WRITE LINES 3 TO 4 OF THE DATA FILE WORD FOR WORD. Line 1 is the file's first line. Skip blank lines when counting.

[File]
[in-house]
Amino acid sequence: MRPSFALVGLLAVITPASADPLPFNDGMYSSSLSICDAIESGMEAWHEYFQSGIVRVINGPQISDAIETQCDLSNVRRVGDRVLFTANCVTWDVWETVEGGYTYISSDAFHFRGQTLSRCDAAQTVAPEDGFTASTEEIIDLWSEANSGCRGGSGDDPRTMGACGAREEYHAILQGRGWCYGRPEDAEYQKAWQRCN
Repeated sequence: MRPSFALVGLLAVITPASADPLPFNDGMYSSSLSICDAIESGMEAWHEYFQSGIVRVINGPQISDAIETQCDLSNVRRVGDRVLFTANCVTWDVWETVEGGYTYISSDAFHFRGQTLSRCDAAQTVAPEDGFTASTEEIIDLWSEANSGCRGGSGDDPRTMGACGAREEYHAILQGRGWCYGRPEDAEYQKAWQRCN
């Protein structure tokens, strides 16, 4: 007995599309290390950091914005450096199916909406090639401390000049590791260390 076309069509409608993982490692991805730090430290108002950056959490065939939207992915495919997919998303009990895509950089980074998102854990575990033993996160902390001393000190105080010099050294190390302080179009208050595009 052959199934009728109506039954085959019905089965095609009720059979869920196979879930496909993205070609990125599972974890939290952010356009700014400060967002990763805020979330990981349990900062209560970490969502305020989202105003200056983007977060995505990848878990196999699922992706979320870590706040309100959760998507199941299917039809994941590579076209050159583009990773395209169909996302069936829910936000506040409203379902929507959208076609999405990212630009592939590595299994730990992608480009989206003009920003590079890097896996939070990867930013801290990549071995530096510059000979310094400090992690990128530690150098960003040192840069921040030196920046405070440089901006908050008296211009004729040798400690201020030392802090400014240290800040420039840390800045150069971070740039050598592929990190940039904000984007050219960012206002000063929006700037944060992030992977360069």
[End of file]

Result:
Repeated sequence: MRPSFALVGLLAVITPASADPLPFNDGMYSSSLSICDAIESGMEAWHEYFQSGIVRVINGPQISDAIETQCDLSNVRRVGDRVLFTANCVTWDVWETVEGGYTYISSDAFHFRGQTLSRCDAAQTVAPEDGFTASTEEIIDLWSEANSGCRGGSGDDPRTMGACGAREEYHAILQGRGWCYGRPEDAEYQKAWQRCN
């Protein structure tokens, strides 16, 4: 007995599309290390950091914005450096199916909406090639401390000049590791260390 076309069509409608993982490692991805730090430290108002950056959490065939939207992915495919997919998303009990895509950089980074998102854990575990033993996160902390001393000190105080010099050294190390302080179009208050595009 052959199934009728109506039954085959019905089965095609009720059979869920196979879930496909993205070609990125599972974890939290952010356009700014400060967002990763805020979330990981349990900062209560970490969502305020989202105003200056983007977060995505990848878990196999699922992706979320870590706040309100959760998507199941299917039809994941590579076209050159583009990773395209169909996302069936829910936000506040409203379902929507959208076609999405990212630009592939590595299994730990992608480009989206003009920003590079890097896996939070990867930013801290990549071995530096510059000979310094400090992690990128530690150098960003040192840069921040030196920046405070440089901006908050008296211009004729040798400690201020030392802090400014240290800040420039840390800045150069971070740039050598592929990190940039904000984007050219960012206002000063929006700037944060992030992977360069």